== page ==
Metacafe Flavors Video Search with Wikipedia-Type Perk

 
 
By Clint Boulton  |  Posted 2008-08-26 Email Print this article Print
 
 
 
 
 
 
 

Erstwhile YouTube alternative Metacafe launches a new Wikipedia-like tool called Wikicafe, which lets users make video search more effective through open metadata tagging. Users can go in and edit information about the videos and add links and other content. The tool typifies Web 2.0 messaging and collaboration.

Short-form video site Metacafe, one of a handful of sites looking to offer users a video experience that is not a carbon copy of Google's YouTube video-sharing site, has opened its metadata for community contributions and editing.  

This means not only can Metacafe's 30 million monthly viewers upload videos to the site, but they can edit video titles, tags, descriptions or any relevant notes about the videos.

Called Wikicafe, the feature is designed to eliminate so-called tag abuse, where inaccurate or incomplete metadata thwarts users who are trying to find what they want through video search.

"What we've found is that if your metadata isn't of the highest quality and as complete as possible, it can be really hard to match the right video to the right viewer," Michelle Cox, director of corporate communications, told me.

For example, Wikicafe Product Manager Avi Yaar told me that users who go to video search engine Blinkx get different results if they search for "United States" and "U.S." Or, they get different results from searching "Play Station 3" and "PS3."

Wikicafe lets users edit the tags to indicate "Play Station 3" and "PS3" mean the same thing. Ideally, this will improve the experience of users hunting for Metacafe content.

The idea is to help Metacafe users create a wealth of accurate or meaningful information about the videos on the site, making it easier for current and future users to find videos they're looking for.

For example, by clicking "Edit Video Details" on any Metacafe video page, a music lover can open Wikicafe and make and save changes to information on a video from their favorite band, actor or some other subject. These changes are immediately updated on the site and are visible.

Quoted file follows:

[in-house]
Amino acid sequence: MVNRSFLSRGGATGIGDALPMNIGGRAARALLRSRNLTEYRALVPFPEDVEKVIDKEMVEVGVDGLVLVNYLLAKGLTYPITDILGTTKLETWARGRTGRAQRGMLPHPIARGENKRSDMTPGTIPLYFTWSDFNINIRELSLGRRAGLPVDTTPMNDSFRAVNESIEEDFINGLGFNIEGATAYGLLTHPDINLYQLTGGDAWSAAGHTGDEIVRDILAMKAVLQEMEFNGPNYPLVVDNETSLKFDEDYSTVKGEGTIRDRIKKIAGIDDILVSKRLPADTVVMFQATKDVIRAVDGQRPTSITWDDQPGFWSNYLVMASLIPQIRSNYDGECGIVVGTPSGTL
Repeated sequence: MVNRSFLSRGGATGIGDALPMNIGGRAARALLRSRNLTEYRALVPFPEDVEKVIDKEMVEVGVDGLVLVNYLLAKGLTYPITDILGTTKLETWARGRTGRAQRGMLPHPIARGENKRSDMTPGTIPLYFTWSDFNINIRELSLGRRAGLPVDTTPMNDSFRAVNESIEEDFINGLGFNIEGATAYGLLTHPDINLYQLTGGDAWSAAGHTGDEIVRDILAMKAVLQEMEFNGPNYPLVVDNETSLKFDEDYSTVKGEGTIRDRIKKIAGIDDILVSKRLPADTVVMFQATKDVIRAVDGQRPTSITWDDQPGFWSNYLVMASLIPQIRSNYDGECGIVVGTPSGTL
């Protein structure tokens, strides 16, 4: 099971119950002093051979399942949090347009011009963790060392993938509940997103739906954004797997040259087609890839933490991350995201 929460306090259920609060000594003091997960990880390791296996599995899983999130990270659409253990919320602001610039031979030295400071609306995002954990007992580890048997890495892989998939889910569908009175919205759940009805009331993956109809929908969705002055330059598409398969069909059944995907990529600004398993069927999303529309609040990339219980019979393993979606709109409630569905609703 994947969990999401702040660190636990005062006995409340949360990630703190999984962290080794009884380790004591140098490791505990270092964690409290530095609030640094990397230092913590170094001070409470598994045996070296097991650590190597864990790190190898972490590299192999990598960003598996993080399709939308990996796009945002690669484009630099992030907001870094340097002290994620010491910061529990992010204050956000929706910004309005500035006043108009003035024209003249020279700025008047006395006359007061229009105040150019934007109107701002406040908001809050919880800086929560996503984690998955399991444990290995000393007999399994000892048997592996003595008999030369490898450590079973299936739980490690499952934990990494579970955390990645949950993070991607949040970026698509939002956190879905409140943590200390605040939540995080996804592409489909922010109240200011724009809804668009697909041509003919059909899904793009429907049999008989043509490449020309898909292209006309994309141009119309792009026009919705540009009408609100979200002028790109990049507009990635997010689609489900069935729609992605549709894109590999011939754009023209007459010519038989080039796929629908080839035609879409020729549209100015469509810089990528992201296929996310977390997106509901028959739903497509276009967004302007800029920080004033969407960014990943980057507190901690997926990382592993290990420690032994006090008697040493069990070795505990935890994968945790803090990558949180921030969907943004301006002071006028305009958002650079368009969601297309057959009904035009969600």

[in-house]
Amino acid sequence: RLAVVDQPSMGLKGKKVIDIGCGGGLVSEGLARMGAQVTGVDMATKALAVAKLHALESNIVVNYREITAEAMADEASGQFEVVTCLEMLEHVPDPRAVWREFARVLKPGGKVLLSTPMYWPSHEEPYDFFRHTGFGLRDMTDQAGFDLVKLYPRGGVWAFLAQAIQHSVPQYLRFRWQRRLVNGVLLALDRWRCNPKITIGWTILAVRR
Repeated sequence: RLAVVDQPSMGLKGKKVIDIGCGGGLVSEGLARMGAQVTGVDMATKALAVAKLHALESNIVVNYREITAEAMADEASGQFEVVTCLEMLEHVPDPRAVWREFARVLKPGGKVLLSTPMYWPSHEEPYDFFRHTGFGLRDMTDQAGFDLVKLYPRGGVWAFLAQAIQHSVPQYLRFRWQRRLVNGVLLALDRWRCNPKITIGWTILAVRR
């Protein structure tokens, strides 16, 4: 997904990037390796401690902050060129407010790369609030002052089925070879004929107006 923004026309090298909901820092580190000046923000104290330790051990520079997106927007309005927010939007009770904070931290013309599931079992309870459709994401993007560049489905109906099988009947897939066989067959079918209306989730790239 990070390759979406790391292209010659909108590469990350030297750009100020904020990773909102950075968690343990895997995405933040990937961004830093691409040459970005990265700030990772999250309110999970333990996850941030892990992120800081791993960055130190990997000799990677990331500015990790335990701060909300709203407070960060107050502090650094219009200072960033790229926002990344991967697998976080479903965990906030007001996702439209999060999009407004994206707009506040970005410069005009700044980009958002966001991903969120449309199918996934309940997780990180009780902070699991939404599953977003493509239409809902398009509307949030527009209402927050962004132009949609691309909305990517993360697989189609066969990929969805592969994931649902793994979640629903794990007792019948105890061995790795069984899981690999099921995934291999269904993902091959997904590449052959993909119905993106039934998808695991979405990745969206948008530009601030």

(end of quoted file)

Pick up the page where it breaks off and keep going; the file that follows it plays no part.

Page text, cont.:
Allowing users to edit video content metadata may seem like a small perk, but it's emblematic of the user-generated feel of the Web 2.0 world, where users can have more control over the content they leverage on the Web. In short, what Metacafe is offering in Wikicafe is a Wikipedia-like experience.

We're seeing search engines, such as iLeonardo, Delver and several other Web services, offer this kind of social experience for users.

As far as Metacafe is concerned, Wikicafe could help the video site retain existing fans and lure new users with the promise of accurate video search. The larger Metacafe's video database gets, the more crucial it will be to help users find what they want when they want, fast.

Moreover, Yaar said Wikicafe will enable advertisers to sponsor groups of user-generated tags, or a folksonomy. Yaar contends letting advertisers sponsor clusters of tags broadens their reach to different demographics.  

Metacafe is decidedly different from YouTube, allowing some 80,000 community reviewers around the world who get to look at videos uploaded to the site. These folks weed out videos that are boring and recommend those that are in step with Metacafe's goal of providing entertaining video clips.

So, the audience decides what appears on Metacafe's home page, whereas YouTube's staffers decide what appears on its home page.

Metacafe, based in Palo Alto, Calif., has 80 employees. The company's video site is entirely advertising supported.



 
 
 
 
 
 
 
 
 
 
 

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